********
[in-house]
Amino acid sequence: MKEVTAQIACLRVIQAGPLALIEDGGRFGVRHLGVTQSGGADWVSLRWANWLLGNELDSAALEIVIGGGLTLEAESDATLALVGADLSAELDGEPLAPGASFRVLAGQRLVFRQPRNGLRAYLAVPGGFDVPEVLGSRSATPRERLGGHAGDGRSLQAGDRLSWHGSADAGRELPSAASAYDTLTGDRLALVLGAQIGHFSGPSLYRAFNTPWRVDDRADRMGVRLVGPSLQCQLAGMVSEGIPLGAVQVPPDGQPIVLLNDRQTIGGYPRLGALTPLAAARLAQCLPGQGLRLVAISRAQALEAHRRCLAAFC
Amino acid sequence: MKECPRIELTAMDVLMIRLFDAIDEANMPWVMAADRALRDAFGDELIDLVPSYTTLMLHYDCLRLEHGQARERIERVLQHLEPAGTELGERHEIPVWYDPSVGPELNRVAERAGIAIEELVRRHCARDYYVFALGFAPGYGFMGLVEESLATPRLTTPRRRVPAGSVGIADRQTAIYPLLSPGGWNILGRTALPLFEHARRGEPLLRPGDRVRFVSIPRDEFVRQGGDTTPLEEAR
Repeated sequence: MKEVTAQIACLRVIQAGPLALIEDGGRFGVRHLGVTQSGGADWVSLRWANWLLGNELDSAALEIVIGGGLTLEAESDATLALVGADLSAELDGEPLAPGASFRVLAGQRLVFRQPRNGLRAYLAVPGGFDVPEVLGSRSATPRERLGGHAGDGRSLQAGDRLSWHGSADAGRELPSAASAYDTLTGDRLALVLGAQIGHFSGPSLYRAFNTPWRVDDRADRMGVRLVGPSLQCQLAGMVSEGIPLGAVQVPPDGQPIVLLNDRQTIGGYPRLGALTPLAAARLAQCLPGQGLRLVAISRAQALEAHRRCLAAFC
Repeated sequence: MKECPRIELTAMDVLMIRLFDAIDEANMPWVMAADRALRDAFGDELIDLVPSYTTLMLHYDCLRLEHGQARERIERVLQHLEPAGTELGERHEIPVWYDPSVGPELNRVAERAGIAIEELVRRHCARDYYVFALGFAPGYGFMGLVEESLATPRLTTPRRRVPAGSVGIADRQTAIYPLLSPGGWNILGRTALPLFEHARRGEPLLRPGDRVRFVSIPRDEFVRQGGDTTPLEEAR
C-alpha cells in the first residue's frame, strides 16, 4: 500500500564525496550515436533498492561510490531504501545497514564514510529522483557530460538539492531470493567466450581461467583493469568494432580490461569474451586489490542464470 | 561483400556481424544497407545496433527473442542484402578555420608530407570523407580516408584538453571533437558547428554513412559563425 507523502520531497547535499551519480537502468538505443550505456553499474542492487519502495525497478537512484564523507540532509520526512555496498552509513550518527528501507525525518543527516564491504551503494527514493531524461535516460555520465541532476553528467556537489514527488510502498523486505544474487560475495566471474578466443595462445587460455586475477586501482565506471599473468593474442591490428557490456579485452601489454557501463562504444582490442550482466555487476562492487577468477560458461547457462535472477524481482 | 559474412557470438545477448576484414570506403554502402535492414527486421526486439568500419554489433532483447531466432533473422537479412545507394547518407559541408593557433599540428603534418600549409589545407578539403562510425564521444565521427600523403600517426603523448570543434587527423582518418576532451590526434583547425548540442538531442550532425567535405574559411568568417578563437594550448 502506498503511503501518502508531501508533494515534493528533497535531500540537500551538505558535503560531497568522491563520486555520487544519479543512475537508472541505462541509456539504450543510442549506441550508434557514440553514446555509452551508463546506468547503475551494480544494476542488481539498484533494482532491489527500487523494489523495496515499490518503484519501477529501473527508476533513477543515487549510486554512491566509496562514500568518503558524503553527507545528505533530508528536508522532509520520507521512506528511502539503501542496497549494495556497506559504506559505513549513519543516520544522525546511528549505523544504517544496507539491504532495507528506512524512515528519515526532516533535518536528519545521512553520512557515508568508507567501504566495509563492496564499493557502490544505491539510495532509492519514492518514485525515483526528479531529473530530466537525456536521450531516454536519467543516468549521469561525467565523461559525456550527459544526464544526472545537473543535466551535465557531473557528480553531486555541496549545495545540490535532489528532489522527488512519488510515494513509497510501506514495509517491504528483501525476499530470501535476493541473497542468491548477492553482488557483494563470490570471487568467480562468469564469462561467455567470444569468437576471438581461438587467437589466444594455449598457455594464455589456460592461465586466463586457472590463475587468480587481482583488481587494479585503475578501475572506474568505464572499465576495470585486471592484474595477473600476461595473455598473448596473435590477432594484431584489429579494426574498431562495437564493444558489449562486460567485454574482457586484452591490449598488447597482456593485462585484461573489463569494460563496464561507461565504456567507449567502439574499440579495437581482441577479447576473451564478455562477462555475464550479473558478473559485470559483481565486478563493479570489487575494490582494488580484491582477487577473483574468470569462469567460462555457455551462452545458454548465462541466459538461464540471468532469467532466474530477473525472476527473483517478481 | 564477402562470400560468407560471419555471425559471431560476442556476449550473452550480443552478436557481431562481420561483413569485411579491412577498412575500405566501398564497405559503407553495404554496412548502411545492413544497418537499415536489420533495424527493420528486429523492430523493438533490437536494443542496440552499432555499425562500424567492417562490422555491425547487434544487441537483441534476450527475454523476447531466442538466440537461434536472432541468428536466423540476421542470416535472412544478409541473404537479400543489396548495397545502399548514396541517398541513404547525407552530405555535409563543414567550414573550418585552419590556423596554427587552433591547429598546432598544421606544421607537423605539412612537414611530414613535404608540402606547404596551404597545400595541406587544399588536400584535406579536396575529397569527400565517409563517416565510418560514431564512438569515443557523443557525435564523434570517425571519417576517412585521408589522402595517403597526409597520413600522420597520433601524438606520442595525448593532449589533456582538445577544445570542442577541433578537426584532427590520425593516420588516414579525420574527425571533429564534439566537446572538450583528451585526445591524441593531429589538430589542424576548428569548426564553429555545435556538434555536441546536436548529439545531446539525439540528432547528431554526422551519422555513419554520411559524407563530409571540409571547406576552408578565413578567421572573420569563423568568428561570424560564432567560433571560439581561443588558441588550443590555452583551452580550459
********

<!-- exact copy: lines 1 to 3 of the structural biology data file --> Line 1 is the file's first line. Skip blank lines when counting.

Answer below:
[in-house]
Amino acid sequence: MKEVTAQIACLRVIQAGPLALIEDGGRFGVRHLGVTQSGGADWVSLRWANWLLGNELDSAALEIVIGGGLTLEAESDATLALVGADLSAELDGEPLAPGASFRVLAGQRLVFRQPRNGLRAYLAVPGGFDVPEVLGSRSATPRERLGGHAGDGRSLQAGDRLSWHGSADAGRELPSAASAYDTLTGDRLALVLGAQIGHFSGPSLYRAFNTPWRVDDRADRMGVRLVGPSLQCQLAGMVSEGIPLGAVQVPPDGQPIVLLNDRQTIGGYPRLGALTPLAAARLAQCLPGQGLRLVAISRAQALEAHRRCLAAFC
Amino acid sequence: MKECPRIELTAMDVLMIRLFDAIDEANMPWVMAADRALRDAFGDELIDLVPSYTTLMLHYDCLRLEHGQARERIERVLQHLEPAGTELGERHEIPVWYDPSVGPELNRVAERAGIAIEELVRRHCARDYYVFALGFAPGYGFMGLVEESLATPRLTTPRRRVPAGSVGIADRQTAIYPLLSPGGWNILGRTALPLFEHARRGEPLLRPGDRVRFVSIPRDEFVRQGGDTTPLEEAR